Lorna Thomas’s son Alex was a friendly, hard working welder. Sadly, he died by suicide in the spring of 2012.

Following his death Lorna turned to the Support Network for help, which was an organization in Edmonton, Alberta that had a one-on-one bereavement program for people whose loved one died by suicide.

The group also hosted a suicide loss memorial and awareness night. In the fall of 2012 Lorna attended the very first event, called “Evening to Remember.” Lorna said she wanted to attend, not only to process her own grief, but also to meet with others who’ve experienced a similar loss.

“When you share your story, you feel lighter, and you also feel like you’re doing your part to make someone else’s experience a little easier so they don’t feel so alone,” she said. “It’s the idea of coming together as a community and breaking down the stigma.”

In 2013 Lorna attended the “Evening” again and was one of the featured speakers, sharing her personal story. The “Evening to Remember” is now an annual event and is currently in its sixth year. It is now hosted by the Canadian Mental Health Association of Edmonton.

In 2016, in addition to suicide loss survivors sharing their stories, the “Evening to Remember,” featured music, dance, a flower ceremony, and a slide show featuring portraits of the loved ones being remembered.

The evening also featured both the “Stay” and the “Still Here” photography exhibits – several of the ‘Stay’ photos were contributed by Lorna and her daughter. Lorna says participating in the project helped her better understand her own experience and helped her heal.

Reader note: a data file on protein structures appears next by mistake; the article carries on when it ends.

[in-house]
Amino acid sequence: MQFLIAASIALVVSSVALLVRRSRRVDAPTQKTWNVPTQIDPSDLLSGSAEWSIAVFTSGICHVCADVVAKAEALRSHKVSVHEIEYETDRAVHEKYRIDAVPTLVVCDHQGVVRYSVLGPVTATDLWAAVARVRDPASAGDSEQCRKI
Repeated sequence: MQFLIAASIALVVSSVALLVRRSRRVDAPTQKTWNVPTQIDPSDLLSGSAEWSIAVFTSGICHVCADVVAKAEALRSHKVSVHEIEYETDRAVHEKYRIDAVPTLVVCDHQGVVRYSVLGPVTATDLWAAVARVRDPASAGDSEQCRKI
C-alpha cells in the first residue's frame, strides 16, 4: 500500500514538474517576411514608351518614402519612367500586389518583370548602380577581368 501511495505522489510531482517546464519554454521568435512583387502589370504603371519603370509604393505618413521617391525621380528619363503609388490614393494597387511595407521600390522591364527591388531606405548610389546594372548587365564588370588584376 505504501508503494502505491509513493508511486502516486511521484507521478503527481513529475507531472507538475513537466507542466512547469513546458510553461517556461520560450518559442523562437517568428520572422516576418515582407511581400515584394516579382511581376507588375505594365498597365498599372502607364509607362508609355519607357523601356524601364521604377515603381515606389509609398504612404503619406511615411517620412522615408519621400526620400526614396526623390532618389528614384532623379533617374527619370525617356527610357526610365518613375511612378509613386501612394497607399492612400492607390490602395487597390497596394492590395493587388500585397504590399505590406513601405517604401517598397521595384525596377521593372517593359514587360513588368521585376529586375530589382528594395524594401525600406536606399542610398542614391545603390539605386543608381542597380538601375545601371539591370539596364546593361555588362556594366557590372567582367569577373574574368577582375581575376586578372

This was the first Alberta exhibit of “Still Here,” an exhibit about suicide in LGBTQ communities. All photographs were contributed by people affiliated with that community, people who have survived a suicide and those who knew someone who completed suicide. The photographs from this exhibit have been shown across Canada and internationally

Lorna says the exhibits sparked conversation and provided people with potential coping tools that they might be able to use to heal.

“I think public exhibits like that are so important because we are trying to break the silence,” she said. “It provides a little bit of an example of how you can express yourself. Expression through talking or photography, or art is a healthy thing to do.”

Lorna said when she speaks to others who have experienced a loss she often encourages them to take photographs that detail their experiences.

“It’s hard. It’s not easy to tell your story,” she said. “Like with our son’s story there’s often a lot of uncertainty about what it is like for the family. How did we cope? What is our life like moving forward? So I think it is a very important story for people to know. It gives others hope that they can go on to live productive lives, holding their loved ones close in their heart.”

To learn more about “Still Here” and for upcoming exhibits please visit our website.